Herzburg's Two-Factor Theory (Hygiene Theory) - Explained
What is Hygeine Theory?
If you still have questions or prefer to get help directly from an agent, please submit a request.
We’ll get back to you as soon as possible.
- Marketing, Advertising, Sales & PR
- Accounting, Taxation, and Reporting
- Professionalism & Career Development
Law, Transactions, & Risk Management
Government, Legal System, Administrative Law, & Constitutional Law Legal Disputes - Civil & Criminal Law Agency Law HR, Employment, Labor, & Discrimination Business Entities, Corporate Governance & Ownership Business Transactions, Antitrust, & Securities Law Real Estate, Personal, & Intellectual Property Commercial Law: Contract, Payments, Security Interests, & Bankruptcy Consumer Protection Insurance & Risk Management Immigration Law Environmental Protection Law Inheritance, Estates, and Trusts
- Business Management & Operations
- Economics, Finance, & Analytics
What is Herzberg's Two-Factor Theory?
The Herzburg two-factor theory, also known as the Hygiene Theory, posits that job satisfaction and dissatisfaction are not opposites. Rather, certain factors must be present to avoid dissatisfaction. Other factors must be present to provide satisfaction.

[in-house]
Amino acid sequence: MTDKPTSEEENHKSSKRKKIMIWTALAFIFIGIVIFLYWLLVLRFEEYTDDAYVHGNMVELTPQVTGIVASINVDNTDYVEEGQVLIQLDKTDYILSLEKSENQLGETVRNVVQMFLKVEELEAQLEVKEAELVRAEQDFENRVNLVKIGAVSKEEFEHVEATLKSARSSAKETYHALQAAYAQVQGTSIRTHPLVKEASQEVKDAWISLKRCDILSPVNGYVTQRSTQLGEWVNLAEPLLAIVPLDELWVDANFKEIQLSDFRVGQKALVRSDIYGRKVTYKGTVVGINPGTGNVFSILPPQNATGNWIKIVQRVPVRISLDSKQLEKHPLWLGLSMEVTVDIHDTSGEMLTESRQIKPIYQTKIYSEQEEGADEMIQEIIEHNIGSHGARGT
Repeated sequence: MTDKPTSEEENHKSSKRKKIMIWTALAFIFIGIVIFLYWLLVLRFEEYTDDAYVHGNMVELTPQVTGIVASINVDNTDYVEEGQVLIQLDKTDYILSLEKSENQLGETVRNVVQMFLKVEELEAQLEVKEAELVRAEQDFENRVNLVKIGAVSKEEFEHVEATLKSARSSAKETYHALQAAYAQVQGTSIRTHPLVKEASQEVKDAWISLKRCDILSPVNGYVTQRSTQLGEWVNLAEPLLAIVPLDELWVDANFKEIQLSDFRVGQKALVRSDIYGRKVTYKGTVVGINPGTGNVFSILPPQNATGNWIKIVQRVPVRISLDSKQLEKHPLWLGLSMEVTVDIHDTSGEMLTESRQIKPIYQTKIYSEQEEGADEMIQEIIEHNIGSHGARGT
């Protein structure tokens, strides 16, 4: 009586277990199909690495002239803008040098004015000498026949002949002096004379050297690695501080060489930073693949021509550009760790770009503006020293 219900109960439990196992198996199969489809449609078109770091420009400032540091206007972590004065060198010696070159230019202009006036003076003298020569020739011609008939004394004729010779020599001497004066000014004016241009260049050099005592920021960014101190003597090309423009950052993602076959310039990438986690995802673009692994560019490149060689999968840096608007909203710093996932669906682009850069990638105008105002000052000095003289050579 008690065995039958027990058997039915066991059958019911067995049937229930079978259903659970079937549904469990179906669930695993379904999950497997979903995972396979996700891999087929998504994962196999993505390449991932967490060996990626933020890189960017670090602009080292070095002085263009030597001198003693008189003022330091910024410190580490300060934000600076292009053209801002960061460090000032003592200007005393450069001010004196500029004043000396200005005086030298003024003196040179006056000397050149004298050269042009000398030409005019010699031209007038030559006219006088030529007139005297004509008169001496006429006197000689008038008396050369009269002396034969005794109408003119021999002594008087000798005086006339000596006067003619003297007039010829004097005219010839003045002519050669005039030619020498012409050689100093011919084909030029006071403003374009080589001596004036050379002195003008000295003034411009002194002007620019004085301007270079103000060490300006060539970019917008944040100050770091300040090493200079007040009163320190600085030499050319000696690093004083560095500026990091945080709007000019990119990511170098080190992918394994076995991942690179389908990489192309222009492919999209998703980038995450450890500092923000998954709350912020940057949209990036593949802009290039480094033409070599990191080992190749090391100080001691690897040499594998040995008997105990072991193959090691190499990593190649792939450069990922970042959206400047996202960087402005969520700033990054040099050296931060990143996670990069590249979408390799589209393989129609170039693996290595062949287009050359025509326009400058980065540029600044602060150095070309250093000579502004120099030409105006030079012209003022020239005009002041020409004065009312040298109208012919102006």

How Does Satisfaction Relate to Dissatisfaction?
The research underpinning this theory identifies characteristics of jobs that related to job satisfaction - while a different set of job factors lead to dissatisfaction. Thus, eliminating dissatisfaction will not necessarily create satisfaction and vice versa.
How Can Managers Use Hygiene Theory?
The conclusion was that to remove dissatisfaction, the manager must identify and remove the factors causing it. To improve satisfaction, you must add those desired factors. Though, this can only be effective after removing aspects of dissatisfaction.
Back to: BUSINESS MANAGEMENT
What are Hygiene Factors?
Hygiene Factors are dissatisfying factors - as they are part of the context in which the job was performed (rather than functions of the job itself). Common hygiene factors include: work conditions, company policies, supervisions, salary, safety, and security.
What are Motivators?
Motivators are satisfying factors. Motivators, in contrast to hygiene factors, are factors intrinsic to the job. Common hygiene factors include: personal recognition, achievement, engaging work, meaningful responsibilities, career advancement, and personal growth opportunities.
How Does Hygiene Theory Relate to Employee Productivity?
Herzberg's research found that motivators were far more effective in motivating employee productivity. It provided a way to motivate through improved work conditions - which lead to a burgeoning of job enrichment programs.
What are the Negatives of Hygiene Theory?
The primary criticisms of this approach concern the definition of job satisfaction. Also, there are issues in the ability to differentiate hygienes from motivators. In some instances, variations of a factor could be each.
Also, Hygiene Theory fails to address the quality of the relationship between management and subordinates.